The Last Lost World: Ice Ages, Human Origins, and the Invention of the Pleistocene
co-authored with Lydia V. Pyne [website]
"For science mavens of a philosophical bent, this may be the book of the year, a font of knowledge and, what's more and better, intellectual exercise."
- Ray Olson, Booklist
from the introduction
"Glacial epochs are great things, but they are vague - vague."
- Mark Twain
Mark Twain was right, but what makes the composite of glacial epochs known as the Pleistocene vague is also what makes it great. Among geologic epochs it has sought to embrace two unique events, each with a distinctive narrative and both at odds with the principles by which the rest of the geological timescale is ordered. . .
The first event is the sudden upheaval in global climate that manifested itself most spectacularly in continent-scale ice sheets and their geographic analogs in the form of massive lakes and deserts. The second event is the evolution of the modern hominins, whose tenure on Earth has, with equal force, both defined and confused the boundaries of the epoch. both evens are processes that translate into narratives. The first, or geographic, narrative tells how the epoch got its ice. The second, or hominin, narrative tells how it got its most distinctive creature. Both topics trace out, and then acting together like shears of a scissors, cut out the borders of the Pleistocene.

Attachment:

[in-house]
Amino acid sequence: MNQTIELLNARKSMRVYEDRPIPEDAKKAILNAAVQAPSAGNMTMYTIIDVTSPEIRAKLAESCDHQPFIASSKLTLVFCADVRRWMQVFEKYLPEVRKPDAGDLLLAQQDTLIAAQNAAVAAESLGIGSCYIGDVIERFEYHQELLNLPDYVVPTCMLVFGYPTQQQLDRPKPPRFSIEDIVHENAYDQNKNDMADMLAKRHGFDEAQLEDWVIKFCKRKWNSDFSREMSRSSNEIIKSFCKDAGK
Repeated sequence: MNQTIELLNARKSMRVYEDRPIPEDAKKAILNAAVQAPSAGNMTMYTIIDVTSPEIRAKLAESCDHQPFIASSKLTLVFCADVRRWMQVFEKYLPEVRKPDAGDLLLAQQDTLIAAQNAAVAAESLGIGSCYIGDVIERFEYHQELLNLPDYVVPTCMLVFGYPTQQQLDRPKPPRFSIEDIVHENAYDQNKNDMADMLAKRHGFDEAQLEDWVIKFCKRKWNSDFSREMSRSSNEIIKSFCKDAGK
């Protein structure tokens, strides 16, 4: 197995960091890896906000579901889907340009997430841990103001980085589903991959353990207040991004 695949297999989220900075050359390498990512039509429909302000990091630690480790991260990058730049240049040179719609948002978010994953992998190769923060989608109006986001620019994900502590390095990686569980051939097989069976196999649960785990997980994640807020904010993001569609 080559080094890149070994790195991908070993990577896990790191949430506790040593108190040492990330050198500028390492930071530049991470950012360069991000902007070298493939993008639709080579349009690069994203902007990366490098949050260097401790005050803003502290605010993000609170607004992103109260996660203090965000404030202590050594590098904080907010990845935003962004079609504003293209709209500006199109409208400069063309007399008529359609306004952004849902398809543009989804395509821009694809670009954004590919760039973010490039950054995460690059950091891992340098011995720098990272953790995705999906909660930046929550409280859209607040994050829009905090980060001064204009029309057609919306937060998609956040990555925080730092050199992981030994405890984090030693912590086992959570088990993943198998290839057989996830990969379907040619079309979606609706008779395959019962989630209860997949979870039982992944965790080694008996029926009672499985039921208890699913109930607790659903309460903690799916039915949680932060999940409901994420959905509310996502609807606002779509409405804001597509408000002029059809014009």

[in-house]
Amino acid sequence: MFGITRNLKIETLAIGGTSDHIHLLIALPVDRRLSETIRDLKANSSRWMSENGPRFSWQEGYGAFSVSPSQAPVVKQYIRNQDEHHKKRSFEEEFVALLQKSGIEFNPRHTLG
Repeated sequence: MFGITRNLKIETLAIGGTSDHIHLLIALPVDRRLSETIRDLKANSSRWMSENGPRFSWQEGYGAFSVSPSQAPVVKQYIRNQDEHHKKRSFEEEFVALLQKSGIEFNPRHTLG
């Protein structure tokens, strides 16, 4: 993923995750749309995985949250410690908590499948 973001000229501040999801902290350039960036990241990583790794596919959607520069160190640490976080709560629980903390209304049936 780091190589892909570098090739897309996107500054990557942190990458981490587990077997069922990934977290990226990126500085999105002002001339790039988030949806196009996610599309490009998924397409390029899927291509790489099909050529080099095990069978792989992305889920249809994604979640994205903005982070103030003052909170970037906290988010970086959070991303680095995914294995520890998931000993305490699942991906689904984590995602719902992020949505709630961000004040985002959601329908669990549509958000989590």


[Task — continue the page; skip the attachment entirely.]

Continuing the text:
But more than simple natural events both ice and hominins are also ideas. That's what transfigures data points into story, adds cultural value, and creates understanding. Those ideas did not emerge by spontaneous generation of the mud of artifacts and sediment cores; they have their own historical settings, their own intellectual lineages, their own separate and collective narratives. They describe how the epoch acquired meaning. They tell how, as it were, the Pleistocene got its mind.
Ice, humans, ideas - the Last Lost World is the outcome of all three, flowing into and out of each other like braided channels on an outwash plain. In our own retelling we look to the sciences to identify the natural processes at work and to craft a basic chronology of events. But we look to other scholarships to comment on how such information becomes narrative and how an understanding of he Pleistocene plenum, including the evolution of hominins, has itself evolved.
For more, click on the sites below ~
Prologue: Mossel Bay, South Africa [pdf]
For the Page 99 test, click here and go to the July 5, 2012 entry.
For an annotated outline of the book, click here